Adelaide-Born actress Muriel Matters made headlines in 1909 as 'that daring Australian girl' for her bold escapades in the struggle for women's rights in Britain.
On the verge of international recognition, 28-year-old Simon Stone is a director, writer and actor to watch. We capture his fearless energy while he's still working in Australia.
This intimate documentary follows leading Australian choreographer Lucy Guerin and her company as they embark on an ambitious new project.
Comic Book Heroes follows passionate mavericks Wolfgang and Skye and their talented team of artists and writers as they get set to take on the American comic book industry - Australian style.
A two-part documentary series that tells the inside story of two ambitious Australian comic book creators and their battle to penetrate the American market.
This week it's L-Z and begins with the concept of 'Liking' things, endemic in social media, and a first reaction to a lot of art, but we wonder, is that good enough? Then we take a look at Laughter, at being funny on purpose, and at being a joke. We have a quick quiz on Modernism - can you tell from our examples which ones are contemporary art works?
Don't know your biennale from a triennale? Can't tell your old media from your new? Are notions leaving you baffled? The A-Z of Contemporary Art is a bluffer's guide to the often-impenetrable world of contemporary art, from artists, art works and galleries to new media, forms and theories.
Of all the artistic mediums, 'performance art' is perhaps the most difficult to define. From violent interaction, to political expression and shocking self mutilation, performance artists engage their bodies as canvas. Shocking? Certainly. Political? Often. But performance art can also be beautiful, creating arresting images guaranteed to take your breath away.
Pia Interlandi is a unique kind of fashion designer - she makes beautiful shrouds; garments to be buried in. Soul tells the story of Pia's evolution from student and designer of 'Garments for the Grave' to practitioner, as she creates her first shroud for a client.
Stomach takes a look into the life of 26-year-old Melbourne sideshow artist and sword swallower Aerial Manx, exploring how he is pushing the art form to its absolute limits.
Anatomy is a multi-award winning series of documentaries which explore themes of identity and the human body in the creative process. Brain is an intimate and moving documentary that follows the inspiring story of artist and poet, Jamie Daddo and his relationship with his identical twin brother, TV presenter Andrew Daddo.
ABC1's compelling Australian documentary series Artscape returns in 2013 with APT7. The 7th Asia Pacific Triennial of Contemporary Art (APT7) marks the 20th anniversary of the Queensland Gallery of Modern Art's APT series. Featuring the work of 75 artists from 27 countries across the region, this extraordinary celebration of contemporary art from the Asia Pacific is unique in the world.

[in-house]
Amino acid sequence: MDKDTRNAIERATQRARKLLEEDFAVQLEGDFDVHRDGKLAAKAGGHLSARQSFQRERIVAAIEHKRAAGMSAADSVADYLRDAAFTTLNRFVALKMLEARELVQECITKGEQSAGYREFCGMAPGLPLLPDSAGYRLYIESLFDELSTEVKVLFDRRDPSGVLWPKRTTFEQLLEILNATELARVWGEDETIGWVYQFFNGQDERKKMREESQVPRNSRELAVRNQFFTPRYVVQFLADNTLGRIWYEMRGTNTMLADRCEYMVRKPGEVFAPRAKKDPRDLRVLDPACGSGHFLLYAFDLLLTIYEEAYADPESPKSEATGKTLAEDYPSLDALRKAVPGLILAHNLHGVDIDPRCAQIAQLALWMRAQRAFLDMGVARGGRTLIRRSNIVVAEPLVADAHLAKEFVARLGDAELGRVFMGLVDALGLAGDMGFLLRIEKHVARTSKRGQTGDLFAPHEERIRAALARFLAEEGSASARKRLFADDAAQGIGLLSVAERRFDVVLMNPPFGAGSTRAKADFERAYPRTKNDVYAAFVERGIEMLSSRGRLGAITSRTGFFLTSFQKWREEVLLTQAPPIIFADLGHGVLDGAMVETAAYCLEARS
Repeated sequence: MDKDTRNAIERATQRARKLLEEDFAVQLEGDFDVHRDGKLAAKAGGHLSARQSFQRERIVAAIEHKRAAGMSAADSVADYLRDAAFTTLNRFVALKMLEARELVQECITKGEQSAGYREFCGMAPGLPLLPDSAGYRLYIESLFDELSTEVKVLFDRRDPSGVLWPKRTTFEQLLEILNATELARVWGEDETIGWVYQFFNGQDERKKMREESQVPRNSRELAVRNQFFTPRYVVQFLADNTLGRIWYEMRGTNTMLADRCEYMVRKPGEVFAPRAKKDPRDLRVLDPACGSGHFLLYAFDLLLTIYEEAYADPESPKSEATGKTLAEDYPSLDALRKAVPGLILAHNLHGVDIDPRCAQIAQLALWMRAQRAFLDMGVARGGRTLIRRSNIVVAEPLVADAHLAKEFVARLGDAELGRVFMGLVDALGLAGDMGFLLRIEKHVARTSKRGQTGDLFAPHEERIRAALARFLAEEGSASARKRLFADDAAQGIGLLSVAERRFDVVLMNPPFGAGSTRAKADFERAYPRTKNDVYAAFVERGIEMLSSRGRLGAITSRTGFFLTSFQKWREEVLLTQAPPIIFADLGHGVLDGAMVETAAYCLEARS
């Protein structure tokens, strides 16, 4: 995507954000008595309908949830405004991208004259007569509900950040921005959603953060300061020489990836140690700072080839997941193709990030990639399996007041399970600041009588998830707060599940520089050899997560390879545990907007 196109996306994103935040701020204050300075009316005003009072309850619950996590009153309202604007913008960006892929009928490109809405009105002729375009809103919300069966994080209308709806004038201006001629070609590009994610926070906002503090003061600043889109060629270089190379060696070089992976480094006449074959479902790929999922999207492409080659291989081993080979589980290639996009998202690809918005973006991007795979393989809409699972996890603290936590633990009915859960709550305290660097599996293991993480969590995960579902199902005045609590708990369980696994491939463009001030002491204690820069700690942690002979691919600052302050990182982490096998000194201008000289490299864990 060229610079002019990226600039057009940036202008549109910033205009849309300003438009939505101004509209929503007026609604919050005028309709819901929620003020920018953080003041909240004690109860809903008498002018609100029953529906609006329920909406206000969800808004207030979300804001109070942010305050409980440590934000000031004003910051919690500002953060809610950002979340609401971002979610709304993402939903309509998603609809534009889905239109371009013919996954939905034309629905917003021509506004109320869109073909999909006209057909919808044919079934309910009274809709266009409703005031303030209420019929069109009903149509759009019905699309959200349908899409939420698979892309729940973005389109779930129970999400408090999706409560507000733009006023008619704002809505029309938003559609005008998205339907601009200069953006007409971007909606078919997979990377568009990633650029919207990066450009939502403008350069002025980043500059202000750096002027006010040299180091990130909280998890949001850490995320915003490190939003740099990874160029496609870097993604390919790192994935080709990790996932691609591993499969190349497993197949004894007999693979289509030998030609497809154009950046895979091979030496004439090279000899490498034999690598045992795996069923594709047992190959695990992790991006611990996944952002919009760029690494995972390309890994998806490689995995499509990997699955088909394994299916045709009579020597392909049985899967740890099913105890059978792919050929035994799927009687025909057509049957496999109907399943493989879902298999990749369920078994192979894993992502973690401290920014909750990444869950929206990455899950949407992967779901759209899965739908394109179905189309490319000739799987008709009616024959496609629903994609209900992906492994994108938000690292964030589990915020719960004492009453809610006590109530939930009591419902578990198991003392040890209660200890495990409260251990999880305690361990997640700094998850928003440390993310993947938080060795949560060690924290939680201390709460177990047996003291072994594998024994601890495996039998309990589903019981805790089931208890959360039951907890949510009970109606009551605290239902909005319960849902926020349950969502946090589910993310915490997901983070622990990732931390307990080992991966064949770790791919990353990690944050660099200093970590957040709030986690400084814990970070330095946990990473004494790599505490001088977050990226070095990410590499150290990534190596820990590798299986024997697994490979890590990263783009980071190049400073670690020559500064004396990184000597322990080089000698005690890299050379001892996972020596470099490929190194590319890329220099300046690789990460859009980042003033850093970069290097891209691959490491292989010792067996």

In May 2012, Richard Tognetti, Artistic Director of the Australian Chamber Orchestra (ACO), led a band of musicians, surfers and cinematographers to the rugged surf coast and tough desert landscape of Ningaloo Reef in northern Western Australia. Their task - to create a new performance piece for the ACO called The Reef.
As The Australian Ballet approaches the 50th anniversary of its first performance, Artscape looks back at its origins and goes behind the scenes during the company's latest take on the classical ballet, Swan Lake.
Jenny Sages' portraits have been exhibited 20 times in the Archibald Prize. This year her self-portrait 'After Jack', painted after the death of her husband, was both runner-up in the Archibald and winner of the People's Choice Award.
For 60 years, Australian photographer Jeff Carter traversed this country in search of stories. He wrote books and articles for the magazines of the time like People and Pix. And he never travelled without a camera. From the outset, Carter was drawn to document and celebrate the lives of working folk in the bush. From charcoal cutters and kangaroo shooters to dog trappers and drovers, his archive of wonderful images records a way of life that in many ways no longer exists.
By Spring 2010 at the newly created Afghanistan National Institute of Music (ANIM) the renovations are in the final stages, the first international teachers - violinist William Harvey from the US and Afghan clarinettist Farid Shefta from the Ukraine have settled in, and the timetable issues are solved.
In the unlit rooms of the bullet-pocked Kabul Secondary School of Fine Arts, music students persist with broken instruments, no books, no syllabus and no specialist teachers. After 30 years of conflict and a loss of musical rights during the Taliban regime, the musical culture of Afghanistan has been devastated. Despite all the rebuilding in the country, little has been done for music. In the midst of this despair, Melbourne-based Afghan musicologist Dr Ahmad Sarmast returns to Kabul determined to create the first National Music Institute of Afghanistan.
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